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Particle size (general)
Additional recommended knowledgeHowever, a typical material object is likely to be irregular in shape. This causes ambiguity in definition of particle size. Existing definitions are based on replacent of a given particle with imaginary sphere that has one of the properties identical with the particle.
Another complexity in defining particle size appears for particles with sizes below micron. When particle becomes that small, thickness of interface layer becomes comparable with the particle size. As a result, position of the particle surface becomes uncertain. There is convention for placing this imaginary surface at certain position suggested by Gibbs and presented in many books on Interface and Colloid Science^{[1]}, ^{[2]}, ^{[3]},^{[4]},^{[5]}, ^{[6]}. Definition of the ensemble particle size presents another problem. Real systems are practically always polydisperse, whch means that particles in encemble have different sizes. The notion of particle size distribution reflcts this polydispersity. There are still often a need of a certain average size for encemble. There are several different way of introducing such size.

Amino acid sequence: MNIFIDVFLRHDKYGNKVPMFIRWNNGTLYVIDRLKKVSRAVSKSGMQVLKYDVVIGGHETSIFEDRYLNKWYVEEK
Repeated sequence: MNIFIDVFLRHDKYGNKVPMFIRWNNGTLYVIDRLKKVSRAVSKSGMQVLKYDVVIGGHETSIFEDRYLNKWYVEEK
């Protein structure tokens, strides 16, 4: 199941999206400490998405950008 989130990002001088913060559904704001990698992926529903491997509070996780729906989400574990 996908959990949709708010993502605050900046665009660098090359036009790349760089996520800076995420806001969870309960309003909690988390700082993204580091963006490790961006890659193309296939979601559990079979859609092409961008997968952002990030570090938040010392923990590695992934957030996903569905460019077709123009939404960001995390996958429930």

There are several methods for measuring particle size. Some of them are based on light, other on ultrasound, or electric field, or gravity, or centrifugation. They are briefly described in the section particle size distribution. References

This article is licensed under the GNU Free Documentation License. It uses material from the Wikipedia article "Particle_size_(general)". A list of authors is available in Wikipedia.